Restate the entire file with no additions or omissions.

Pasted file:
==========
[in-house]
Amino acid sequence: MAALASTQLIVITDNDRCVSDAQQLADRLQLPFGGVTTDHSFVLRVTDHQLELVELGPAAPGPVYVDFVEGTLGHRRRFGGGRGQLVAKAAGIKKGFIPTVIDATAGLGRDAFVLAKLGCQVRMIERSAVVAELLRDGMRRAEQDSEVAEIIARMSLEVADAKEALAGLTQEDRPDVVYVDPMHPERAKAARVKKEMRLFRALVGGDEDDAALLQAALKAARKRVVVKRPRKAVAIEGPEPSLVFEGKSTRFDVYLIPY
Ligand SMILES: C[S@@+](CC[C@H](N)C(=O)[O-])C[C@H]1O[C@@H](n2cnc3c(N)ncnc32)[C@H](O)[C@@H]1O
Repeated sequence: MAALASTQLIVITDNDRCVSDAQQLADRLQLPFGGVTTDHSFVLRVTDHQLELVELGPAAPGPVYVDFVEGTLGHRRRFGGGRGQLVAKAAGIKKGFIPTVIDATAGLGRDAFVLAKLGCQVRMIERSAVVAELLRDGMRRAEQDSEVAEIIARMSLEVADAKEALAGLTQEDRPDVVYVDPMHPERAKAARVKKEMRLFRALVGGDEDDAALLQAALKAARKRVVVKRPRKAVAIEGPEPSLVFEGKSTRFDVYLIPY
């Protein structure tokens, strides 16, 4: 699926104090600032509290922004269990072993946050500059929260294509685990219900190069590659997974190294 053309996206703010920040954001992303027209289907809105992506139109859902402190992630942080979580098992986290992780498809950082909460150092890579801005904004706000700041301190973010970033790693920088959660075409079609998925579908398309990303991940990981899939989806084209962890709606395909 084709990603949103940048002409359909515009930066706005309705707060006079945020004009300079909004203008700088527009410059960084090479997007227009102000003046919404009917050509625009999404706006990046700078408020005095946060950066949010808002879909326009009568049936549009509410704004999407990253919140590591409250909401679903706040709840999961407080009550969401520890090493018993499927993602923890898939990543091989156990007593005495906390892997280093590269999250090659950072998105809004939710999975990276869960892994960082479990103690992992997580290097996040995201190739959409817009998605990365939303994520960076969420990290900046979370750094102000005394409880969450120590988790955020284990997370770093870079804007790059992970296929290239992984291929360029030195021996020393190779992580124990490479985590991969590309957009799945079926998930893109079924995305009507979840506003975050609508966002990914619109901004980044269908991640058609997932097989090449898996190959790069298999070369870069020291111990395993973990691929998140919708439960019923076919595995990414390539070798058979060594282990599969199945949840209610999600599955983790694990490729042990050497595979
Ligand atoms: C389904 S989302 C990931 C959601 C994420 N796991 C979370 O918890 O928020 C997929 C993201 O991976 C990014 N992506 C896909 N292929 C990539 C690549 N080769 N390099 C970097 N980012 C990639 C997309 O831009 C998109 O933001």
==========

[in-house]
Amino acid sequence: MAALASTQLIVITDNDRCVSDAQQLADRLQLPFGGVTTDHSFVLRVTDHQLELVELGPAAPGPVYVDFVEGTLGHRRRFGGGRGQLVAKAAGIKKGFIPTVIDATAGLGRDAFVLAKLGCQVRMIERSAVVAELLRDGMRRAEQDSEVAEIIARMSLEVADAKEALAGLTQEDRPDVVYVDPMHPERAKAARVKKEMRLFRALVGGDEDDAALLQAALKAARKRVVVKRPRKAVAIEGPEPSLVFEGKSTRFDVYLIPY
Ligand SMILES: C[S@@+](CC[C@H](N)C(=O)[O-])C[C@H]1O[C@@H](n2cnc3c(N)ncnc32)[C@H](O)[C@@H]1O
Repeated sequence: MAALASTQLIVITDNDRCVSDAQQLADRLQLPFGGVTTDHSFVLRVTDHQLELVELGPAAPGPVYVDFVEGTLGHRRRFGGGRGQLVAKAAGIKKGFIPTVIDATAGLGRDAFVLAKLGCQVRMIERSAVVAELLRDGMRRAEQDSEVAEIIARMSLEVADAKEALAGLTQEDRPDVVYVDPMHPERAKAARVKKEMRLFRALVGGDEDDAALLQAALKAARKRVVVKRPRKAVAIEGPEPSLVFEGKSTRFDVYLIPY
């Protein structure tokens, strides 16, 4: 699926104090600032509290922004269990072993946050500059929260294509685990219900190069590659997974190294 053309996206703010920040954001992303027209289907809105992506139109859902402190992630942080979580098992986290992780498809950082909460150092890579801005904004706000700041301190973010970033790693920088959660075409079609998925579908398309990303991940990981899939989806084209962890709606395909 084709990603949103940048002409359909515009930066706005309705707060006079945020004009300079909004203008700088527009410059960084090479997007227009102000003046919404009917050509625009999404706006990046700078408020005095946060950066949010808002879909326009009568049936549009509410704004999407990253919140590591409250909401679903706040709840999961407080009550969401520890090493018993499927993602923890898939990543091989156990007593005495906390892997280093590269999250090659950072998105809004939710999975990276869960892994960082479990103690992992997580290097996040995201190739959409817009998605990365939303994520960076969420990290900046979370750094102000005394409880969450120590988790955020284990997370770093870079804007790059992970296929290239992984291929360029030195021996020393190779992580124990490479985590991969590309957009799945079926998930893109079924995305009507979840506003975050609508966002990914619109901004980044269908991640058609997932097989090449898996190959790069298999070369870069020291111990395993973990691929998140919708439960019923076919595995990414390539070798058979060594282990599969199945949840209610999600599955983790694990490729042990050497595979
Ligand atoms: C389904 S989302 C990931 C959601 C994420 N796991 C979370 O918890 O928020 C997929 C993201 O991976 C990014 N992506 C896909 N292929 C990539 C690549 N080769 N390099 C970097 N980012 C990639 C997309 O831009 C998109 O933001």